An ISO 100 speed is also available to buy.
Fujifilm Provia 100F - Creates vivid and realistic colors with medium contrast and color saturation. It is an ultrafine grain film balanced for daylight.
Foma Fomapan R100 - This is a black & white transparency film, claimed by Fomapan as having increased levels of contrast, very good resolving power, and fine grain. It's also mentioned as an alternative for the long-discontinued Agfa Scala reversal film.
Consumer vs Professional Film
Pro films cost more due to the fact they have a greater dynamic range, are easier to push, and expanded latitude.
There's a disparity in where 35mm rolls of film can be purchased. Consumer films can frequently still be obtained from big-box stores and pharmacies in anemic quantities. Professional level film emulsions will need to be ordered from an online retailer or photography store.
A film's sensitivity to light is displayed by the ISO.
The less light available to expose an image, the bigger the film's ISO will be necessary. This comes at the trade-off of more noticeable film grain.
ISO 100 and slower films (ISO 50, ISO 25, etc) are often hard to shoot handheld with the OM-1. This is due to the fact that without full sun, the shutter speeds will probably take more time than what you could handhold without resulting in motion blur.
A fast lens, flash, and/or tripod will help you with longer shutter speeds. The extra gear may not be needed if you pick a higher speed ISO 800 or ISO 400 film.
As a quick note, the dial to select film speed is listed as ASA on the Olympus OM-1. The shift to labeling ISO from ASA (American Standards Association) happened after the creation of the International Standards Organization (ISO).
Latitude is the range of stops a film can be overexposed while producing tolerable quality. Pro films have a greater latitude paired with a somewhat increased cost.
Negative film has more latitude when compared to reversal film. That is a reason why it is perceived as more difficult to use.
The difference between the shadows and highlights details of a photo is described as dynamic range. Sections of a picture that don't fit within this range will be rendered as completely black underexposed shadows or totally white overexposed highlights.
When shooting in a variety of quickly shifting lighting situations, films with a bigger dynamic range are a much better choice.
- Digital cameras 14+ stops
- Negative film up to 13 stops
- Slide film 6-8 stops
Reversal film is considered to be challenging to shoot on account of the small dynamic range. The golden hour is the prime time to use slide film.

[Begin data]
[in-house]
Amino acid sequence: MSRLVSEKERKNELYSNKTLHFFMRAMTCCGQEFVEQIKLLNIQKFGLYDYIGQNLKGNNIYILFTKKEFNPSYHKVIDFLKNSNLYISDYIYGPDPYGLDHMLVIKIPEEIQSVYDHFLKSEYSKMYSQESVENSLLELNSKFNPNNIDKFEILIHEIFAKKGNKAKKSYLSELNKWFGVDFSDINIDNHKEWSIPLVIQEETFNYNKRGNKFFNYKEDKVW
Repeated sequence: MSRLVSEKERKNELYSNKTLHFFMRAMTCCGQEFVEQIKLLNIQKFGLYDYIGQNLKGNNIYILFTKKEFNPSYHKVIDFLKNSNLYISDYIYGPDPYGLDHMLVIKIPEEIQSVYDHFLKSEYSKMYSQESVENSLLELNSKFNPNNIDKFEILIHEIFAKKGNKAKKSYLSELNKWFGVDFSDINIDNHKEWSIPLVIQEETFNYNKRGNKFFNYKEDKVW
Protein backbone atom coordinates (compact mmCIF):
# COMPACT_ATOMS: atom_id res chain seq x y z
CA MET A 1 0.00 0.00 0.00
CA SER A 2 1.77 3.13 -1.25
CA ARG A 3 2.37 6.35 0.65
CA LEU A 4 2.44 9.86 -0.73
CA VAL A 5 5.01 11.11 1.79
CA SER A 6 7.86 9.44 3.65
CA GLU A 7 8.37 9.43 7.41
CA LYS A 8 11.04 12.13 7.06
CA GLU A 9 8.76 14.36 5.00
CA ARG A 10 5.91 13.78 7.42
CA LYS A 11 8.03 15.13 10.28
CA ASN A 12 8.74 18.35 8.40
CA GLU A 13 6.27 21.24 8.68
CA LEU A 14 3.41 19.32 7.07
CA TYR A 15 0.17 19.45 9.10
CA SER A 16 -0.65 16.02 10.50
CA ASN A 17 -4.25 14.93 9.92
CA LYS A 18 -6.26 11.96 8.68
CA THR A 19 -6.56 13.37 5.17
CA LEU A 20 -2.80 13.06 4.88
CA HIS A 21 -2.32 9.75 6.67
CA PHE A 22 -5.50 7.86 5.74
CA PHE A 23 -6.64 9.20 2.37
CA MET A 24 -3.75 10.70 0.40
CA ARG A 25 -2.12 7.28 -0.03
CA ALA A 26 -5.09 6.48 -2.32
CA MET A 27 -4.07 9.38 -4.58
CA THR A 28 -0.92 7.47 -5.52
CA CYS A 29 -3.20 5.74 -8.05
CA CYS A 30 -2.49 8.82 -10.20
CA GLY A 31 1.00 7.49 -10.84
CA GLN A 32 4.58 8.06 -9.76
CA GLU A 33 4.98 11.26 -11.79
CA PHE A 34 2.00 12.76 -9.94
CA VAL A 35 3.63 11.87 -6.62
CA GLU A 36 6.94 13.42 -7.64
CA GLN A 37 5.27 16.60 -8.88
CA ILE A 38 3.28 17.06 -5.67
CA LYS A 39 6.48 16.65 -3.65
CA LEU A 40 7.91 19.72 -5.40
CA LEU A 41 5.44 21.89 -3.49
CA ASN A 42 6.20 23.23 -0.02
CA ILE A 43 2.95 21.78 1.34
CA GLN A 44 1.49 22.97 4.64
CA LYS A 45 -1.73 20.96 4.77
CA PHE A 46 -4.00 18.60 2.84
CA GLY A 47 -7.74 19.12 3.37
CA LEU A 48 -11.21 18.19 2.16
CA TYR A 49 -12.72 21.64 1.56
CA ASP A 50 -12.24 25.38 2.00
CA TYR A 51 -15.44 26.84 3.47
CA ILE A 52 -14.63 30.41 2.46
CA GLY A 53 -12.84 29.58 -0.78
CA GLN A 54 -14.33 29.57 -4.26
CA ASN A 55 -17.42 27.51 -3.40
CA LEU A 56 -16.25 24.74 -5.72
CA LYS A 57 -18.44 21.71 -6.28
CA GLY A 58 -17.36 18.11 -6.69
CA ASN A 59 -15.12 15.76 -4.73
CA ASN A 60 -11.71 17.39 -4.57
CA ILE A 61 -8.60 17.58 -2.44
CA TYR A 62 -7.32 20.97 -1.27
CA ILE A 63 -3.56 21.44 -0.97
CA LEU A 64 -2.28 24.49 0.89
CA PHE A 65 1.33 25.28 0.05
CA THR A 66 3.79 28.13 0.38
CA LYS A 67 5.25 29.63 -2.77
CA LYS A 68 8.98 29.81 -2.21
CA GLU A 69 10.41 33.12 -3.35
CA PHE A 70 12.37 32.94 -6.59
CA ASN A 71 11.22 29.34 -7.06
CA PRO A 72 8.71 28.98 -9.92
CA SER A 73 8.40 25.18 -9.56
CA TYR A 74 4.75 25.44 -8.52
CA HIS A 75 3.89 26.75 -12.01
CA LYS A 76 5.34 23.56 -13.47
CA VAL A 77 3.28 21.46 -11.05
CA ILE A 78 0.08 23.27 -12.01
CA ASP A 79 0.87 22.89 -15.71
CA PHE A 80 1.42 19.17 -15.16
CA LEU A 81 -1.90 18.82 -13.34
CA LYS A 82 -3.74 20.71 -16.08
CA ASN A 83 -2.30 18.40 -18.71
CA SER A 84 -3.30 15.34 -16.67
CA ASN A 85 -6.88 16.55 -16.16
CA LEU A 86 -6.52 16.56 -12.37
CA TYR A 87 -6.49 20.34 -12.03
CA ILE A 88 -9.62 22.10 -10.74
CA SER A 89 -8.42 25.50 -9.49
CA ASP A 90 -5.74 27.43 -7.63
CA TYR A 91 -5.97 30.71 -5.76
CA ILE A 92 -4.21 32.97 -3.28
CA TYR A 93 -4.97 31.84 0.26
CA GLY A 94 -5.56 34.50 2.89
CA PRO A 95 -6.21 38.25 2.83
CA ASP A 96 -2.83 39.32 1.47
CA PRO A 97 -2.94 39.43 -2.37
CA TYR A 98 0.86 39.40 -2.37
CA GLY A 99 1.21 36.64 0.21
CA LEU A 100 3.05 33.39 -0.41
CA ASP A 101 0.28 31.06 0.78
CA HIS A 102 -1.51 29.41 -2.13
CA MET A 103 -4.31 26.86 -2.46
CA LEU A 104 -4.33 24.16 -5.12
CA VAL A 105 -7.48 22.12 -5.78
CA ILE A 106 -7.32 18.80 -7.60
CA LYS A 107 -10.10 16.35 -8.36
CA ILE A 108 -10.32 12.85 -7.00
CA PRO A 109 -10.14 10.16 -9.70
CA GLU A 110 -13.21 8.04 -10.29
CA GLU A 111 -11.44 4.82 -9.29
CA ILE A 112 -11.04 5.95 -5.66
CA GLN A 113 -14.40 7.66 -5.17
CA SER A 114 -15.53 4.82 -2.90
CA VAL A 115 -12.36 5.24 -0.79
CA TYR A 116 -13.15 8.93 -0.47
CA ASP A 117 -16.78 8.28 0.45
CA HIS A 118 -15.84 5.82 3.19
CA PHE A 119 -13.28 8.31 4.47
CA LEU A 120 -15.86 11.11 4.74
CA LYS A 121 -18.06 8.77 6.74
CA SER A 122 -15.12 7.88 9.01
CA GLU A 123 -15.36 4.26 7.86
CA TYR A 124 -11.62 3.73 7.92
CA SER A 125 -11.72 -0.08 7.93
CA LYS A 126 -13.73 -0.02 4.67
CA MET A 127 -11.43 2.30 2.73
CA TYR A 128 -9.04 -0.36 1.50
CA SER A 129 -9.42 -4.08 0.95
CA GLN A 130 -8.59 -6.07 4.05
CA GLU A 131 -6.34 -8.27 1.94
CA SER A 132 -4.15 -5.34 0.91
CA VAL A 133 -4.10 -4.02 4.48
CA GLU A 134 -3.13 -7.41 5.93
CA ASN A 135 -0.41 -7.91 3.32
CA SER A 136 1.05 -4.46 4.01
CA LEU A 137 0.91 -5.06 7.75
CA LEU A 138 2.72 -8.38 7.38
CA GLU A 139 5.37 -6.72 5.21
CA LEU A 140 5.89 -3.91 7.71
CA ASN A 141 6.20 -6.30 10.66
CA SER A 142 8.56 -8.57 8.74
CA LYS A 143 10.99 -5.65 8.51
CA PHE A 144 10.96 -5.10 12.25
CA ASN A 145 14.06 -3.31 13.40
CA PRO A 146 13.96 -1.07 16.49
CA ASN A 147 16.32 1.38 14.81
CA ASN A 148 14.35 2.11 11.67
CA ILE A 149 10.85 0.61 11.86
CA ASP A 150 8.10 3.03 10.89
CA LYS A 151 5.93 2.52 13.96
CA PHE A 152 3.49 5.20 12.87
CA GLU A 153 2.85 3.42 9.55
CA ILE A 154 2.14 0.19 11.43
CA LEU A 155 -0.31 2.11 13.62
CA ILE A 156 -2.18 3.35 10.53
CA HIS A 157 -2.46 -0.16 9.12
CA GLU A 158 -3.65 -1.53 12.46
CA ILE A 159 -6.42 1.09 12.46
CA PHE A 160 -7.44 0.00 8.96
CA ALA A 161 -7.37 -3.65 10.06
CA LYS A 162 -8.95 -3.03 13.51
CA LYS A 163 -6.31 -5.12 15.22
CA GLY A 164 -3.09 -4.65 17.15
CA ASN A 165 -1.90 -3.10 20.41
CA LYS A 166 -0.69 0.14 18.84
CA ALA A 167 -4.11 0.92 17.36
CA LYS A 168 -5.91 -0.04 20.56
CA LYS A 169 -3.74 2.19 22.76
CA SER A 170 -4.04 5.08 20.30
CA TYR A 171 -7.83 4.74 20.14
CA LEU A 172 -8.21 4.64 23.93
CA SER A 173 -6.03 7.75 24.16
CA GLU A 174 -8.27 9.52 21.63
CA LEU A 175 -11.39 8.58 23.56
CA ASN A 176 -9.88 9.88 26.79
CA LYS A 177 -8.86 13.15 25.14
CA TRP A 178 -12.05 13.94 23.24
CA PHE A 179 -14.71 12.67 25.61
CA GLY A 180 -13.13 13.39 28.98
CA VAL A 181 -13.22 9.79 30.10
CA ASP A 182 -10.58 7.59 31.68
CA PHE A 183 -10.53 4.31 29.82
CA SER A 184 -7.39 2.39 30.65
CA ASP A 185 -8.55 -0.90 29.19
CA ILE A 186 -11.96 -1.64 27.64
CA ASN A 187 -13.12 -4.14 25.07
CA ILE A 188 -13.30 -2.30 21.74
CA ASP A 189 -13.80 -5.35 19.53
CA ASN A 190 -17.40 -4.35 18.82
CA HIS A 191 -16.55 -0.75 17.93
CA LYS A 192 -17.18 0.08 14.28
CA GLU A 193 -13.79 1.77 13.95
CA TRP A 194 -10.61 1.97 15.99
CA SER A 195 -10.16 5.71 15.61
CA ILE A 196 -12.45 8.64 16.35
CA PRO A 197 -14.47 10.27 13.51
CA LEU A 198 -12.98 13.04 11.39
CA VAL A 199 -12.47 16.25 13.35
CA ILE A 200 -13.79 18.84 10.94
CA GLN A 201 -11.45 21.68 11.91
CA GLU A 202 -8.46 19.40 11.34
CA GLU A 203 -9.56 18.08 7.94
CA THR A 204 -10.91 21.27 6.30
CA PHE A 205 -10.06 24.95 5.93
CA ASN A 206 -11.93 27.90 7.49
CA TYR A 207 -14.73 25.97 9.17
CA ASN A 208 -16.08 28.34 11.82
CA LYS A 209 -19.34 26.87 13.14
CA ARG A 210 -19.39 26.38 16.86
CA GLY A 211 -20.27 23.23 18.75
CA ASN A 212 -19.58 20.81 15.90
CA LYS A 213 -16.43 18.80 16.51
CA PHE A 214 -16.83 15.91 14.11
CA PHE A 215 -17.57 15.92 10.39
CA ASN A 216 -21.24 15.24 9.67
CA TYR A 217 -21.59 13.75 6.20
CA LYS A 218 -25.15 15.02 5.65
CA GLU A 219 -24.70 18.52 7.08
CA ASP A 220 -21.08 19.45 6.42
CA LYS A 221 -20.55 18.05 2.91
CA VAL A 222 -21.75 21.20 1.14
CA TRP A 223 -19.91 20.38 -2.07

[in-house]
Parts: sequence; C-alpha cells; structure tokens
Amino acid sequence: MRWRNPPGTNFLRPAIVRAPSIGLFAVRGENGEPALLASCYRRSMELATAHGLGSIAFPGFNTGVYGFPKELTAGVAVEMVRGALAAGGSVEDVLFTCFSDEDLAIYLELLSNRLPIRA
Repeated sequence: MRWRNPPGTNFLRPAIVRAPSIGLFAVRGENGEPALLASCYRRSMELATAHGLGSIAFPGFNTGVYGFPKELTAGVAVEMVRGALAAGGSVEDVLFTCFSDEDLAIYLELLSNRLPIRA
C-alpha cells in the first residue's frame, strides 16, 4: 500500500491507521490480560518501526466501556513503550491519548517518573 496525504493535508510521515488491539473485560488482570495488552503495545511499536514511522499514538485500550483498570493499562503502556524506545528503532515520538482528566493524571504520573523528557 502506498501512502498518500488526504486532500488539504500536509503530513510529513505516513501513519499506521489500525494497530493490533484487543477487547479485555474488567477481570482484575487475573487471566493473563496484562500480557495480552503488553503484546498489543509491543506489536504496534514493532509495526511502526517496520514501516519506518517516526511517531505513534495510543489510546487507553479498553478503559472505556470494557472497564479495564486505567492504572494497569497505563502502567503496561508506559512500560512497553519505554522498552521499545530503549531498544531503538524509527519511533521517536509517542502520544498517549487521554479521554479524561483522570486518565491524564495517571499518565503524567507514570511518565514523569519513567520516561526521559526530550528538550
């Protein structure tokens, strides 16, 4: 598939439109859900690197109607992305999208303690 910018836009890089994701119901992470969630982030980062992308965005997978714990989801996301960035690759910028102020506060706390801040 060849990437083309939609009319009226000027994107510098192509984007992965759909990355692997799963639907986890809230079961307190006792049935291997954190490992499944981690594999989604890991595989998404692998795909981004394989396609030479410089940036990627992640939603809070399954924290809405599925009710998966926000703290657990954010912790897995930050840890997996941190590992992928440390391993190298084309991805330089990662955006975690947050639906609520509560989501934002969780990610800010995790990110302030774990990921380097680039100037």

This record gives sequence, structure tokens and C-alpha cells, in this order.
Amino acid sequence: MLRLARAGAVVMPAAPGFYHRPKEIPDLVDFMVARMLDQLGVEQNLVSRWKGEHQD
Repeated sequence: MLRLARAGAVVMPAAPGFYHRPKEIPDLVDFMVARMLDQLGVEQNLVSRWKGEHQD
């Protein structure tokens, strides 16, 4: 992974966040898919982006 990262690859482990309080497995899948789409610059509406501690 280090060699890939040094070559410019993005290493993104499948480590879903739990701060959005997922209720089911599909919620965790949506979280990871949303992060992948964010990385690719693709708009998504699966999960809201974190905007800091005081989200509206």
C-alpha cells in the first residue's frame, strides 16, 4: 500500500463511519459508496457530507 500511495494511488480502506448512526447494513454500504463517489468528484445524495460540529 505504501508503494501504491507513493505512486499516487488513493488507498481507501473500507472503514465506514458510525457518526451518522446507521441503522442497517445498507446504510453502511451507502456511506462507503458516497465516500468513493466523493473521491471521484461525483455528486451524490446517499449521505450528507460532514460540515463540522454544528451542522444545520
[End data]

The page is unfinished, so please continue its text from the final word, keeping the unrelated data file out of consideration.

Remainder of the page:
35mm film that is sold in metal canisters is used by the Olympus OM-1. It can also be described as 135 film, and it's the most popular film format.
120 or 220 film, used with medium format cameras, is the only other type of film you are going to encounter.
Switching the film you are using will alter the look of your pictures. This is an example of the terrific things about shooting film.
DX Coded Film
Virtually all commercially available 35mm film for sale currently has a DX code. This lets electronically controlled cameras to detect and set the ISO of the film put in the camera.
ASA (ISO) on the Olympus OM-1 needs to be dialed in manually. So DX-coding will not do anything.
Olympus OM-1 Resources
Where to Get 35mm Film Developed?
You will find only a few options for where to have 35mm film processed. For a more in-depth discussion of the choices, you can check out my guide on Where to Develop Film.
WARNING: Film doesn't get processed on site at big box stores and pharmacies. They mail film off to be developed by a separate company. As a consequence, you won't receive your processed negatives back.
- Develop Film at Home
- Use a Local Photography Lab
- Use a Mail Order Photo Lab
- Pharmacy or Big Box Store
Sending your film to a mail-order photo lab to be processed and scanned is the most convenient solution if you are just getting started using film. A drawback to this is that it can become very expensive if you are consistently using film.
So long as you're going through a medium to high-volume of film, there are a few activities that can be done to greatly reduce your expenses.
Bulk Loading Film
Buying a roll of 100' of film and manually loading it into canisters yourself is considered one of the most widely used ways to lower your expenses.
A 100' bulk roll will fill approximately 18 canisters of film containing 36 frames. Expect to save 20-30% based on the film.
Keep in mind that you are limited to rolls of black and white film. This is because black and white film is a lot easier and more affordable to process yourself.
Home Developing and Scanning
It's simple to develop and digitize any film at home. It is a great option to spend less so that you can shoot more film with your Olympus OM-1.
Black and white film is significantly less complicated to develop. Developer temperature and development times are both not as imperative to get correct with black & white films as temperatures and time are for transparency or color negative.